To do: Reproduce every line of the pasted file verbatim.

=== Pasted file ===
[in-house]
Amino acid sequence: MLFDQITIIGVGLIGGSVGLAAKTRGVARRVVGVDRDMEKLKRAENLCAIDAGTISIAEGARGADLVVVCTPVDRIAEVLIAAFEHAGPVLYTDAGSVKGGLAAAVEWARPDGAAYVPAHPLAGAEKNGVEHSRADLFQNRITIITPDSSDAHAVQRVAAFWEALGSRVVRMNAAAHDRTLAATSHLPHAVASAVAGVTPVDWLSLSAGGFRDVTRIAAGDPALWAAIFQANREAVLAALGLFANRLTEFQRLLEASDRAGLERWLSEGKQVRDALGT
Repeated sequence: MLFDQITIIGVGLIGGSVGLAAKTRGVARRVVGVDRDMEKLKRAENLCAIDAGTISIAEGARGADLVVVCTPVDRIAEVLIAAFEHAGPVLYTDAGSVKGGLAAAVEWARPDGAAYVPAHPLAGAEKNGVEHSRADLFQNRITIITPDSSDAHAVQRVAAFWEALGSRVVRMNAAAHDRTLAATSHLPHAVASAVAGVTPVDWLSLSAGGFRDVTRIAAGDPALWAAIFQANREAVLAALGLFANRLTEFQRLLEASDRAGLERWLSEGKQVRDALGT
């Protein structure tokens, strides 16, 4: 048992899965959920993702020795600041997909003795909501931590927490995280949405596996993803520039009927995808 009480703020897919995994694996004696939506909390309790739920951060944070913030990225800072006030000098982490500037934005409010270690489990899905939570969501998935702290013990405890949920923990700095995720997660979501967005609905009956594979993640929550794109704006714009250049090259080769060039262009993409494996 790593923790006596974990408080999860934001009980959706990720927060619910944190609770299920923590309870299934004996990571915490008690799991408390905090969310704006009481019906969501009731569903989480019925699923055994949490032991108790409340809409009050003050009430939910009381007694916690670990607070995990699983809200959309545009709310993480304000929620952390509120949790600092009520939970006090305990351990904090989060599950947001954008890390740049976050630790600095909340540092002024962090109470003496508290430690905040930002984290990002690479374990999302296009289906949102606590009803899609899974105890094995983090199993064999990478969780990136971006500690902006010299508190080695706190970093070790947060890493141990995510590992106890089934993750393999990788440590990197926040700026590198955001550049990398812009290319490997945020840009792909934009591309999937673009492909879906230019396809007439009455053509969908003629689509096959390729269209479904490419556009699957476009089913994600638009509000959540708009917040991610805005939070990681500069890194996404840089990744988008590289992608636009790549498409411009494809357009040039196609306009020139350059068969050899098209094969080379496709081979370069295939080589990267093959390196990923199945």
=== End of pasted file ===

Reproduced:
[in-house]
Amino acid sequence: MLFDQITIIGVGLIGGSVGLAAKTRGVARRVVGVDRDMEKLKRAENLCAIDAGTISIAEGARGADLVVVCTPVDRIAEVLIAAFEHAGPVLYTDAGSVKGGLAAAVEWARPDGAAYVPAHPLAGAEKNGVEHSRADLFQNRITIITPDSSDAHAVQRVAAFWEALGSRVVRMNAAAHDRTLAATSHLPHAVASAVAGVTPVDWLSLSAGGFRDVTRIAAGDPALWAAIFQANREAVLAALGLFANRLTEFQRLLEASDRAGLERWLSEGKQVRDALGT
Repeated sequence: MLFDQITIIGVGLIGGSVGLAAKTRGVARRVVGVDRDMEKLKRAENLCAIDAGTISIAEGARGADLVVVCTPVDRIAEVLIAAFEHAGPVLYTDAGSVKGGLAAAVEWARPDGAAYVPAHPLAGAEKNGVEHSRADLFQNRITIITPDSSDAHAVQRVAAFWEALGSRVVRMNAAAHDRTLAATSHLPHAVASAVAGVTPVDWLSLSAGGFRDVTRIAAGDPALWAAIFQANREAVLAALGLFANRLTEFQRLLEASDRAGLERWLSEGKQVRDALGT
């Protein structure tokens, strides 16, 4: 048992899965959920993702020795600041997909003795909501931590927490995280949405596996993803520039009927995808 009480703020897919995994694996004696939506909390309790739920951060944070913030990225800072006030000098982490500037934005409010270690489990899905939570969501998935702290013990405890949920923990700095995720997660979501967005609905009956594979993640929550794109704006714009250049090259080769060039262009993409494996 790593923790006596974990408080999860934001009980959706990720927060619910944190609770299920923590309870299934004996990571915490008690799991408390905090969310704006009481019906969501009731569903989480019925699923055994949490032991108790409340809409009050003050009430939910009381007694916690670990607070995990699983809200959309545009709310993480304000929620952390509120949790600092009520939970006090305990351990904090989060599950947001954008890390740049976050630790600095909340540092002024962090109470003496508290430690905040930002984290990002690479374990999302296009289906949102606590009803899609899974105890094995983090199993064999990478969780990136971006500690902006010299508190080695706190970093070790947060890493141990995510590992106890089934993750393999990788440590990197926040700026590198955001550049990398812009290319490997945020840009792909934009591309999937673009492909879906230019396809007439009455053509969908003629689509096959390729269209479904490419556009699957476009089913994600638009509000959540708009917040991610805005939070990681500069890194996404840089990744988008590289992608636009790549498409411009494809357009040039196609306009020139350059068969050899098209094969080379496709081979370069295939080589990267093959390196990923199945």